In reality, this blog could be a book. As talked about before, I know the long blogs turn some people off, because we live in an ADD generation. In a world where the literacy rate is never higher, people choose to read 140 character messages and click on videos of people getting hit in the nuts. I get it, I’m just as guilty as anyone else! That said (Take a shot, that’s a blog callback!) while I could literally do a book on this subject (There’s an idea), I’m trying to edit myself from going too long. There are plenty of stories I’m leaving untold here, because if I wrote about them all, this blog would be longer than 10 copies of “War & Peace”.

For this blog in particular, I’m going to be looking at the 86 years that the Rangers came up short. While the Rangers won 4 Cups in 90 years, they also came close 7 other times, losing in their challenge for the Cup.

The reason I use the phrase “challenge for the Cup” is because the playoffs were always a changing animal. Some years, the Stanley Cup was decided in a total goal series. Other years, seeding was changed up. The Stanley Cup playoff format that you know of today, didn’t always exist. Like everything else in the world, the Stanley Cup playoff format is constantly changing. Even now, the Stanley Cup Playoff format isn’t the same format used even 5 years ago. Again, if this was a book, I could explain this more in detail, but for the sake of trying not to go too long, just know, that there wasn’t always an Eastern vs Western clash for the Cup.

The first ever Rangers team, here on opening night of the 1926-1927 season. Photo credit: MSG Networks.

To give you the quick and dirty, if you want to read quick season-by-season finishes, check out the Rangers page on, which you can visit directly by clicking here.

As I move along here, I will group some teams into what I perceive as an era and try to give you the league at the time. I’ve been wanting to do a blog on the “lost” years for some time now, so away we go…

Conn Smythe built the original Rangers. Check out my three different book reviews on him on this blog!



With the demise/ousting of Eddie Livingstone and the NHA taking place 10 years prior, in 1926, the NHL was celebrating its first decade of operations. After the success of the Boston Bruins and Pittsburgh Pirates, the NHL agreed to grant franchises to three new teams – the Chicago Blackhawks, the Detroit Cougars (Would later turn into the Redwings) and the New York Rangers.

The Rangers were founded by a man named George “Tex” Richard. Tex, born in Missouri, but raised in Texas, would make his name in the gambling and boxing worlds. When he founded the Rangers, he was 56 years old. Like many of us today, he would live to see the Rangers win one Stanley Cup, as he would eventually pass away in 1929.

Similar to today’s era, Tex felt that the NY market was big enough to support two teams. The NY Americans, known as the Amerks, already played in the Garden at Madison Ave. Tex had money and just like in any era, money talks. The NHL gave him his franchise, which were quickly dubbed as Tex’s “Rangers”.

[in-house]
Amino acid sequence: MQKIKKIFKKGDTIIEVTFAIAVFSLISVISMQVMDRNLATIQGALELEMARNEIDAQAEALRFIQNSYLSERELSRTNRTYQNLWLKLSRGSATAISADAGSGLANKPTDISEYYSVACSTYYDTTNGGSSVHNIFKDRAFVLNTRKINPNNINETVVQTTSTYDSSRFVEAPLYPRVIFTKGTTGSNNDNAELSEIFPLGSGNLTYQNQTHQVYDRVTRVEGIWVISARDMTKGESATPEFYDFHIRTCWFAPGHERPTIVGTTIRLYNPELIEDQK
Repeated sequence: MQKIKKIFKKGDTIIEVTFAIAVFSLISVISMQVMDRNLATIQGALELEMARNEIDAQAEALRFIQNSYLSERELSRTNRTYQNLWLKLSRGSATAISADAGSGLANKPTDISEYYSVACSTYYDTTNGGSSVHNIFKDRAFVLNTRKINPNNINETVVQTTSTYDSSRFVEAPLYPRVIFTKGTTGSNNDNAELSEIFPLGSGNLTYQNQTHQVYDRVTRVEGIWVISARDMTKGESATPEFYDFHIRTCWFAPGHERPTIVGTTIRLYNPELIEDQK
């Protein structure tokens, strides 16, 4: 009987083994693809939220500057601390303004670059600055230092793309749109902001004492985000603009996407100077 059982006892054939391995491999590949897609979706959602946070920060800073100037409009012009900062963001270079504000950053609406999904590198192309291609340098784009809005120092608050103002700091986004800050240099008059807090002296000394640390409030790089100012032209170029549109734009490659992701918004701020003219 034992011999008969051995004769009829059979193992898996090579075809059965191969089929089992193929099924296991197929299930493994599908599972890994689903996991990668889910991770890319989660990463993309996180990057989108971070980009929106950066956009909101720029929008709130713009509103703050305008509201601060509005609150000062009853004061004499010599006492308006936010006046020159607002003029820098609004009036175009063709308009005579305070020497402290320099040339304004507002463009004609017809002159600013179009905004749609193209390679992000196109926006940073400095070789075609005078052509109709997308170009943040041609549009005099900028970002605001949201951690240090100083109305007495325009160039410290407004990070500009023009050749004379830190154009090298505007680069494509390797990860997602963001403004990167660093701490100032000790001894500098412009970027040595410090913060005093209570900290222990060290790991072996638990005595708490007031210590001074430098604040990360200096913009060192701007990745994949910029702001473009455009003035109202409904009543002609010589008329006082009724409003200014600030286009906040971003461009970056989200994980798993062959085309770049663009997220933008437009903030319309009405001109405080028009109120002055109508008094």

James Dolan probably has no clue who Tex Rickard is. Photo Credit: Wikipedia.


Rickard’s first order of business was to find someone to run the team, as Rickard was an American businessman and not a hockey man. At that time, only Canadians knew hockey, while Americans profited and enjoyed the game. This was the same spirit in how the NHL treated the American franchises, at the time, too.

For a long time, draft rights were given to a team based on their home base. Teams were given first dibs on any player in a 100 mile radius. At the time, the Rangers, the most southern of the Original 6 teams (And yes, I know the NHL didn’t start out with the Original 6 teams, these are just the 6 teams that made it through all the way to the present day) were kinda screwed. Obviously, in 1926, the top players were from Montreal and Toronto. It’s why Montreal and Toronto dominated the league for so long.

You also gotta remember, from this point in time, to really the days of the WHA, Ted Lindsay fighting for a union and the emergence of Alan Eagleson, the players had no rights either. There was no free agency. There was no media circus over contracts. In fact, the paying public, at the time, thought the players were paid too much to play a kids game. Imagine those people today! Sure, in the NHA days, while someone like an Art Ross would sit out for a bit and you had “hired guns/ringers”, for the most part, what the owner/GM said he was going to pay you, is what you got. There wasn’t much room for negotiating.

For a long time, and really, until the great expansion of 1967, when the league doubled in size, there were only 6 teams, which meant only the best of the best laced up. A lot of great talent, that we’d otherwise be exposed to in today’s era, were forced to play in smaller leagues, or in large part, give up their careers to feed their families. In other words, the owners had all the power.

Rickard brought in Colonel John Hammond to be the team’s first ever president. Rickard then brought in Conn Smythe, who would be come a legend in his own right, to be the GM/coach of the team. Smythe would build the original Rangers, most notably by bringing in the Cook brothers. It was Bill Cook, who would suggest signing Frank Boucher, to Smythe. Smythe listened to Cook, but had buyers remorse after looking at the stature of Boucher. However, as we all know, Boucher would become an NHL Hall of Famer, just like Smythe, in his own right.